Pat Patterson, 60, is on strike for the first time in 35years working as a pipefitter at Tesoro Corp.’s refinery inCarson, California. Patterson said his union helped the companysurvive the recession and now should share the wealth it hassince accumulated.
“Their whole driver is greed,” he said. “Tesoro ismaking record profits. There’s more profit, and they don’t wantto share it with the workers.”
In an e-mail, Tina Barbee, a Tesoro spokeswoman, said“it’s very unfortunate that the union has called out on strikeso many of its members –- our employees –- who will not be ableto share in all of the rewards.”
In Detroit, Dennis Williams, the United Autoworkers’ newpresident, has made getting his members a raise a top priorityin contract talks with General Motors Co., Ford Motor Co. andFCA US, formerly known as Chrysler Group LLC.
And he’s not above rattling the strike saber. Williamsstressed the importance of the right to strike. During the lastcontract talks, in 2011, the UAW gave up that right at GM andChrysler to help the automakers recover from their bankruptcies.Now, that power has been restored. The current four-year autocontract expires Sept. 15.
“The right to collective bargaining is a building block togood economics, shared prosperity, a strong middle class and acountry that believes in balanced democracy,” Williams said ina statement.
The Detroit Three are loath to increase their labor costssince that’s what helped nearly drive them out of business. Theyprefer to reward workers with profit sharing checks that canshrink or disappear in tough times. Detroit autoworkers havereceived record profit sharing for the last five years.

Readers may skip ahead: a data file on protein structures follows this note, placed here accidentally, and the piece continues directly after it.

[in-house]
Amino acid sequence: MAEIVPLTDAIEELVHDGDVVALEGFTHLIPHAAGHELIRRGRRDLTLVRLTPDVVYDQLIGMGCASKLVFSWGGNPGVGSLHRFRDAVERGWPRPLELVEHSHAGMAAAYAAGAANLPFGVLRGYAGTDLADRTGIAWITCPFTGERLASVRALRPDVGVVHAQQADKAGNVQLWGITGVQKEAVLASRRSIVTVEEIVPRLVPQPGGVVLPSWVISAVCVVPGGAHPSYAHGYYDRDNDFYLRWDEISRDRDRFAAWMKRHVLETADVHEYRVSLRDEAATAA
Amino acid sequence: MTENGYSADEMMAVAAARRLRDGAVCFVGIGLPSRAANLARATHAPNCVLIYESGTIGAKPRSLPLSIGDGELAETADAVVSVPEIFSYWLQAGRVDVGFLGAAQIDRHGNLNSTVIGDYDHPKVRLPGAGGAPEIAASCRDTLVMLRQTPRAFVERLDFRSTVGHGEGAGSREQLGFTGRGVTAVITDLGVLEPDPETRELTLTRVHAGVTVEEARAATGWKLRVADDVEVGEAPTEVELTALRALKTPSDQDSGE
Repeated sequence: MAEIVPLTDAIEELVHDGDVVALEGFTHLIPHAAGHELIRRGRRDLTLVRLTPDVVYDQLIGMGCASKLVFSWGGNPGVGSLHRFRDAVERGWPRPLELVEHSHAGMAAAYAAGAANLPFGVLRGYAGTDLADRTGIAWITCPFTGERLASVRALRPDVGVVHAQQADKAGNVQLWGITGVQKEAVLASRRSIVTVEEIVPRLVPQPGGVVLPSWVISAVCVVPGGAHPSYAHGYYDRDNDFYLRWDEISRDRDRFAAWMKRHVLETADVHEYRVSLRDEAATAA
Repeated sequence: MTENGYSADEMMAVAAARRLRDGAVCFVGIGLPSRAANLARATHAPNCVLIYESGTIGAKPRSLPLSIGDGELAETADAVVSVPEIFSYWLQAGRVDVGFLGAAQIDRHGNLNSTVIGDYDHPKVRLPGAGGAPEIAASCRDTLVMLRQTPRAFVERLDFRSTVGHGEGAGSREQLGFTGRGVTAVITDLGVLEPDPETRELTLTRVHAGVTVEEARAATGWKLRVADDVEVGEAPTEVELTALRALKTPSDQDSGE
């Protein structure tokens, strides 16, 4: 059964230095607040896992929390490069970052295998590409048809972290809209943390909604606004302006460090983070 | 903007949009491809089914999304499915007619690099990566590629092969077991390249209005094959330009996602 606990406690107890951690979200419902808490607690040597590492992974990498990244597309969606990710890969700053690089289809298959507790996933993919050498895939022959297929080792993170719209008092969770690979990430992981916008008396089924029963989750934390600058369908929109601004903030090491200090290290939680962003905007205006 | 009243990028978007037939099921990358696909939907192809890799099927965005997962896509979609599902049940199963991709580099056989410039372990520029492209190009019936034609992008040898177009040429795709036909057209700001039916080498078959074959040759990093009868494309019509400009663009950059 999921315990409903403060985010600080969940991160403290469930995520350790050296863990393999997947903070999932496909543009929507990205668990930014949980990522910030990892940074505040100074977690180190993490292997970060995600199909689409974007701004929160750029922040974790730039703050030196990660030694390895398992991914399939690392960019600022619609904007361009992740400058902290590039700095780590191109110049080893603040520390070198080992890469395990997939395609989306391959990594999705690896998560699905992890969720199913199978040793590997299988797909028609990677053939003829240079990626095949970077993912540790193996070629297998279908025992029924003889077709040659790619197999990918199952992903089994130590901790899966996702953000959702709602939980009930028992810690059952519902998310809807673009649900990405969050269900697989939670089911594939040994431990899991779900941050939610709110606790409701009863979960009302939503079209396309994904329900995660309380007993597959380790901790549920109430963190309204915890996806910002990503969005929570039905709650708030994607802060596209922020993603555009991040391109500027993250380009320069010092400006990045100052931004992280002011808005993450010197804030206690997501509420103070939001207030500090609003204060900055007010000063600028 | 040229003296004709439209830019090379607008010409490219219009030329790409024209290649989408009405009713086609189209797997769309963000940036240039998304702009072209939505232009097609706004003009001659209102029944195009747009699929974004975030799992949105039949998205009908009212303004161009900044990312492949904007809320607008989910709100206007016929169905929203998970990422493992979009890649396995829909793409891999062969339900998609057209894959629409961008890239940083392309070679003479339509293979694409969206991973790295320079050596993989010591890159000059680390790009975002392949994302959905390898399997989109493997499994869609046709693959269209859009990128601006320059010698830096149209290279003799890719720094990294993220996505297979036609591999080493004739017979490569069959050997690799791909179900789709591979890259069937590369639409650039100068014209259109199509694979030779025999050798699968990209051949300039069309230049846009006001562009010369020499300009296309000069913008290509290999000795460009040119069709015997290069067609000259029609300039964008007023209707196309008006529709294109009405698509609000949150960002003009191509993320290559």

But Detroit’s automakers may have to boost wages, said ArtSchwartz, a former GM labor negotiator who now runs Labor &Economics Associates, a consulting firm in Ann Arbor, Michigan.
If the UAW wins traditional wage increases, “that willembolden other unions to try and get more,” Schwartz said.
The United Steelworkers, which represents oil refineryworkers, is seeking better wages, benefits and restrictions onthe use of nonunion contract workers. The companies are expectedto use the worldwide collapse in crude prices as a cudgel innegotiations, but the unions may dig in. When oil workers acrossthe country last walked off the job, 35 years ago, the strikelasted three months.
“The oil companies think they have a strong case becausethe international price is down so much, but they have made suchphenomenal profits in the past, they don’t have a strong case,”said Chaison, the labor relations professor.
One of the challenges for labor leaders is overcoming aperception among Americans rich and poor that union workers areoverpaid and protected even if they perform poorly on the job.
The Pacific Maritime Association, which represents portemployers, says dock workers make $147,000 a year. CraigMerrilees, a spokesman for the longshore union, calls thecalculation “demonstrably false” and says workers earn about$80,000 a year and can reach the higher wage only by workingmaximum overtime on weekends and holidays.
“Workers are seeing the high pay chipped away and they’reconcerned about outsourcing,” said Shaiken, the Berkeleyprofessor. “It’s not that they’re lower paid, but they gave upa lot to get there. That’s why you’ve got this collision.”
For the first time in a generation, the labor movement isaligned with millions of Americans who don’t belong to a unionbut feel marginalized.
“This is a political opportunity for organized labor,”said Western, the Harvard professor. “Although the inequalitydiscussion is opening up a space, the conversation has so farnot really addressed the problems of parents trying to raisetheir children, trying to guarantee them a better future.”